Hope springs eternal in the academic breast, at least for the secular. “Hopefully, the problem of medical care needed by the disabled will get better with the Affordable Health Care Act,” MIT economist David H. Autor said at a conference sponsored by the Center for American Progress (CAP ) on December 3, 2010.
He would have to take it as an article of faith at this point. Analysts from across the political spectrum are still trying to sort out the cost and coverage entailed in the landmark health care law passed last year.
Dr. Autor specializes in disability insurance and recently co-authored a study for CAP on that subject with University of Maryland economist Mark Duggan. “The fraction of middle-aged adults reporting a disability has been roughly stable over the last two decades, averaging approximately 10 percent among both men and women,” the authors of the December 2010 study note. “What has changed greatly, however, is the fraction of individuals who receive disability benefits.”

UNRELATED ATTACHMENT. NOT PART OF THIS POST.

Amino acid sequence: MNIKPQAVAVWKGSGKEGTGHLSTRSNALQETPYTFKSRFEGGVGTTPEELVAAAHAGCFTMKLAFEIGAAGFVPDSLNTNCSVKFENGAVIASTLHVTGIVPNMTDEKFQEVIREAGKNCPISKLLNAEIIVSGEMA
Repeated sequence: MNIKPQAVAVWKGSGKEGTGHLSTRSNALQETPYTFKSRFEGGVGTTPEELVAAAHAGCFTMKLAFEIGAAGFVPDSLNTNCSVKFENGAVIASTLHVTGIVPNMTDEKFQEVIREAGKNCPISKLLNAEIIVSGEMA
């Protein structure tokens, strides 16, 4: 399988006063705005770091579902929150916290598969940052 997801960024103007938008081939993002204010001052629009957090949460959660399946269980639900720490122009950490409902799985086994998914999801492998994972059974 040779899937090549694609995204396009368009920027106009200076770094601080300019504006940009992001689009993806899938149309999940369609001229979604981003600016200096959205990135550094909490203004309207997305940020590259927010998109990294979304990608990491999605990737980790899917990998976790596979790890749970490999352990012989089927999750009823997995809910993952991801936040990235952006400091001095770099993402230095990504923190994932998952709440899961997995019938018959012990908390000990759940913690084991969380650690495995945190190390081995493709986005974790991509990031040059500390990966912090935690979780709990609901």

Specifically, “Between 1989 and 2009, the share of adults receiving SSDI benefits doubled, rising from 2.3 to 4.6 percent of Americans ages twenty-five to sixty-four,” Autor and Duggan note. “In the same interval, real annual cash transfer payments to SSDI recipients rose from $40 to $121 billion, and Medicare expenditures for SSDI recipients rose from $18 to $69 billion.”
“Due to its rapid growth, SSDI has come to encompass an ever-larger share of the Social Security budget system.”
“The number of SSDI claimants has gone up 200 percent in 20 years from one in ten to one in five,” Dr. Autor said at the CAP conference.
Malcolm A. Kline is the Executive Director of Accuracy in Academia .
If you would like to comment on this article, e-mail firstname.lastname@example.org